Brief Review about Protocol Security

There are many application-level protocols in networks. There are File Transfer Protocols like ftp, scp, and sftp. There are Mail Protocols like smtp, pop, and imap. There are Web Protocols like http 1.0, 1.1, and 2.0. And there are many more. But they are not that secure.

File Transfer Protocol

In short, it is just FTP, providing a file transfer service. It is implemented upon TCP following the RFC 172 standards. The client sends a connection request to the server that's listening on port 21, and provides username and password as an authentication. Then the client user uses GET and PUT commands to transfer files. During the connection, the data is in fact transferred on a separate TCP connection. There are two modes in this connection. One is active mode such that the connection opens one of client's local ports and opens port 20 on the server. Another is passive mode such that client sends PASV to the server and the server opens a port and tells the client via the previous incoming port adding one on the client. More details are here.

The weakness of TCP

  • Username and password provided by the client is sent in the clear across the network
  • All session traffic is transferred without any protection
  • Vulnerable to sniffing and hijacking
  • Vulnerable to FTP Bounce Attack

FTP Bounce Attack


(photo credit to Giovanni)

  • Used to execute a TCP port scan
  • Used to send data to any ports

The Domain Name System

In short, DNS is a distributed database that maps IP addresses to the corresponding domain names and vice versa. Mostly DNS uses UDP. Sometimes it uses TCP for long queries and zone transfers between servers via port 53 for instance.

Name servers are responsible for mapping names in a zone. There are five types of name servers:

  1. Primary: authoritative for the domain
  2. Secondary: backup server, gets its data through zone transfers
  3. Caching-only: relies on other servers to resolve names but maintains the cached results
  4. Forwarding: simply forwards queries to other servers
  5. Recursive: provides full resolution services

Notice that the results are maintained in a local cache for a limited time (minutes to days) only.

The Weakness of DNS

  • DNS discloses too much information (HINFO records, exhaustive queries, zone transfers)
  • Being based on UDP, vulnerable to spoofing and hijacking
  • Clients can be compromised and directed to malicious DNS servers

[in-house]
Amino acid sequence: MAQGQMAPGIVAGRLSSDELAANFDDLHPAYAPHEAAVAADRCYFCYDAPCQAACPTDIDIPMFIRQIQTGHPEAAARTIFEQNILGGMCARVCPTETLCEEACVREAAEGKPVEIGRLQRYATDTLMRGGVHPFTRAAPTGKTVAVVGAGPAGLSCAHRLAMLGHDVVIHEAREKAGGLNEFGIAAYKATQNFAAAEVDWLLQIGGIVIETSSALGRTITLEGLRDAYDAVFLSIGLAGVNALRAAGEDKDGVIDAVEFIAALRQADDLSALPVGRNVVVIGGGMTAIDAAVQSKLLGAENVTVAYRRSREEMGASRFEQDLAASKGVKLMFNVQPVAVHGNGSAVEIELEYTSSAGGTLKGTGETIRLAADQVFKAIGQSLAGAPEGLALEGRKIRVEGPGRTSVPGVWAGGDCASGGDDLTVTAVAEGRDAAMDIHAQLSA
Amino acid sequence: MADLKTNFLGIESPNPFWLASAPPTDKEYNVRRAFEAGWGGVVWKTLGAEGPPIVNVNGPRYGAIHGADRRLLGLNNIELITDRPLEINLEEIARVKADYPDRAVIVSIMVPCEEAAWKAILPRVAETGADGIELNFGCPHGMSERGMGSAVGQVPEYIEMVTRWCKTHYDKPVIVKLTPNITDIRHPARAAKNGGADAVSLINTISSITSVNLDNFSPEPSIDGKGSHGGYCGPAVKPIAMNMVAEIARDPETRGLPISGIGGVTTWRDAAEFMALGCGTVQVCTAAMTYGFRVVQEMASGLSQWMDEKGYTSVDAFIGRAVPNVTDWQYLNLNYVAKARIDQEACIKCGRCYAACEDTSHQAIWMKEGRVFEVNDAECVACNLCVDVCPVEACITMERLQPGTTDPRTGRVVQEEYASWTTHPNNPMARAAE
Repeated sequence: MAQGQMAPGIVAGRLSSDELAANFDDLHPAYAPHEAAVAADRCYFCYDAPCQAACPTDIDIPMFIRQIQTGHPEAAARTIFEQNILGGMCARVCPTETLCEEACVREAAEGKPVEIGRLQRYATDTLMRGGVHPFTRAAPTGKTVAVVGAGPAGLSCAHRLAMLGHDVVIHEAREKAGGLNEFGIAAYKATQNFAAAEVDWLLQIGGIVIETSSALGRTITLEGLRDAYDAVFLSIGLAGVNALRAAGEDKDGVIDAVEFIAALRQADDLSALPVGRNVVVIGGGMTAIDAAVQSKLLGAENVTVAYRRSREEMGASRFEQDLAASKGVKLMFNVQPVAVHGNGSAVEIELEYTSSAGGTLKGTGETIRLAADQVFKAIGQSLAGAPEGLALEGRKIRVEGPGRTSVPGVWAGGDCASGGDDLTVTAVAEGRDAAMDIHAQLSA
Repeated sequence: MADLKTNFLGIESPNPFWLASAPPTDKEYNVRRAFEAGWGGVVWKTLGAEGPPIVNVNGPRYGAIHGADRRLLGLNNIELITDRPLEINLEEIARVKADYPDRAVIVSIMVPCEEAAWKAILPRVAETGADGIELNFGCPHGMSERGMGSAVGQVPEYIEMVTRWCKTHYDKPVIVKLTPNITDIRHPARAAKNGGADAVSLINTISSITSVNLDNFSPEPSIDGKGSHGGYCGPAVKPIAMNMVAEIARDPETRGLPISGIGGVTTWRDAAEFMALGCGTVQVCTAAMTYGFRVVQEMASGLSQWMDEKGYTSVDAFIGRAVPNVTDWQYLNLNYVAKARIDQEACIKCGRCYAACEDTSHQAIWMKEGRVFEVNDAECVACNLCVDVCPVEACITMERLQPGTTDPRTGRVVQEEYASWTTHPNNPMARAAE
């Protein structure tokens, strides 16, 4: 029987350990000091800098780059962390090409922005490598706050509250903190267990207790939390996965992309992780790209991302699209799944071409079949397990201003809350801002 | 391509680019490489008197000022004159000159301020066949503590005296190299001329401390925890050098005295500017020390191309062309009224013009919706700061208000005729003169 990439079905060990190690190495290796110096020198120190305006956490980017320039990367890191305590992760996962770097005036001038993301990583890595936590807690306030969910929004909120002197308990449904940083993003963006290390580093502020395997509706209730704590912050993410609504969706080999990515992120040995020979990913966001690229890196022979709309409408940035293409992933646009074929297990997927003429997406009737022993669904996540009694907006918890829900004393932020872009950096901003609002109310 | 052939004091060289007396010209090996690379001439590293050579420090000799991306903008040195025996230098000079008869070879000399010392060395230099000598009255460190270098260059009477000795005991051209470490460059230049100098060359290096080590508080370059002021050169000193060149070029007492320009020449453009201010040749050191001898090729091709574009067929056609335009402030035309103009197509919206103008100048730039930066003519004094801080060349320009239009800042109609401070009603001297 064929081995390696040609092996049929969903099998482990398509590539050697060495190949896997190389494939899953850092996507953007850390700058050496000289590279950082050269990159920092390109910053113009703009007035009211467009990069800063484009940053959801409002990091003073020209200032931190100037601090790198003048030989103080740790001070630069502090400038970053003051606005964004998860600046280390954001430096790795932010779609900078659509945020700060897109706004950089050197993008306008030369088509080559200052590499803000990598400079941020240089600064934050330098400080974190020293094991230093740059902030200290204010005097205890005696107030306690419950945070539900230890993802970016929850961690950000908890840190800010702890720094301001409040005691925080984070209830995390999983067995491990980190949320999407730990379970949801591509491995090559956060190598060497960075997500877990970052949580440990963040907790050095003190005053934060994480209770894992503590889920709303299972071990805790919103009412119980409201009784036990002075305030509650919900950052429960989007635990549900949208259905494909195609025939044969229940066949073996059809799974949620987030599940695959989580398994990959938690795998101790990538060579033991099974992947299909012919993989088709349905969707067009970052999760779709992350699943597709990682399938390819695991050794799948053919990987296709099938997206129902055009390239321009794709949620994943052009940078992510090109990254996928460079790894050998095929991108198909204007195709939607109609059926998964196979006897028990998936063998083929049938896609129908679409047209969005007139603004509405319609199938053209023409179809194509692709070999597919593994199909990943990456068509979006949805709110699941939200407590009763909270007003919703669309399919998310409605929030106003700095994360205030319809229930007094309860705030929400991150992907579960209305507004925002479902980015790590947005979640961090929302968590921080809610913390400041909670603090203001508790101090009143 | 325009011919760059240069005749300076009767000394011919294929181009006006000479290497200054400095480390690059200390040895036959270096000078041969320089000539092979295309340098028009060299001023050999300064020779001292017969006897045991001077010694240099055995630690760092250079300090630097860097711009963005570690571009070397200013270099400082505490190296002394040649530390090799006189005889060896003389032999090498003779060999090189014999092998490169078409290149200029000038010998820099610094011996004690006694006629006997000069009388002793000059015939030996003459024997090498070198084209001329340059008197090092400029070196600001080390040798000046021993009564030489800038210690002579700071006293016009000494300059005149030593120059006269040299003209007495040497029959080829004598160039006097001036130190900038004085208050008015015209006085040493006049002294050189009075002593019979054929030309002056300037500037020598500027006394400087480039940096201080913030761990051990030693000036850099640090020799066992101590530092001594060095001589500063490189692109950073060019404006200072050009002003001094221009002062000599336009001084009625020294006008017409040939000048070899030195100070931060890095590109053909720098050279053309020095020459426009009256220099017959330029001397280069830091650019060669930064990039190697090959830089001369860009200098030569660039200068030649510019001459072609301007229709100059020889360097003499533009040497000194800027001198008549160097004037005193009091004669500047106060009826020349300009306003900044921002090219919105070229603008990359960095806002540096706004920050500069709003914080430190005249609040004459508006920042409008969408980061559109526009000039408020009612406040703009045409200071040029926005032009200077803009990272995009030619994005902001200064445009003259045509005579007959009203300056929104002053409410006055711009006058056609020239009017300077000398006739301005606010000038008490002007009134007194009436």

• DOS attacks from long replies

DNS Spoofing Defense


(photo credit to Giovanni)

Double reverse lookup: given the IP address, obtain resolved domain name. Then use domain name to obtain IP address. Compare the two IP addresses and check if they equal to each other.

DNS Hijacking

Need to race with the server with respect to a client, or with a server with respect to another server.

DNS Cache Poisoning

There may exist some bugs in DNS implementations that allow additional answers poisoning the cache.


(photo credit to Giovanni)

The attacker must try to answer queries that come from the right port and have the right sequence number. If the attacker loses the race, he will have to wait for the TTL to expire.

The Kaminsky Attack

Attack to poison the cache of a recursive DNS server.

Remote DNS cache poisoning assumption: the attack knows/guesses the 16-bit ID value used to match requests to replies as well as the source port used in the request.

Details see here.


Namely DNS Security Extensions that protects against data spoofing and corruption. It requires re-deployment of the Internet infrastructure but introduces substantial overhead.

Transport Layer Security (TLS)

SSL is deprecated in 2015. SSL was standardized by the IETF and renamed to TLS. The current version is 1.2 and 1.3 will be released at the end of 2015.

  • Symmetric encrypted communication
  • Two-way authentication using certificates
  • Use of Message Authentication Codes to guarantee integrity

TLS Session

TLS is stateful. Client and server maintain a number of configuration parameters that can be reused for many connections. For example, ID, certificates, compression algorithms, cipher specs, and a master secret shared between client and server.

TLS Connection

Each TLS connection includes:

  • Two random numbers chosen by client and server
  • Keys used to generate MACs
  • Keys used to encrypt traffic
  • Sequence numbers for sent and received messages

There are two TLS protocols. One is the handshake protocol and another is the record protocol. The prior manages the establishment of the cipher spec of a session; and the later processes data coming from applications by applying encryption and authentication procedures.


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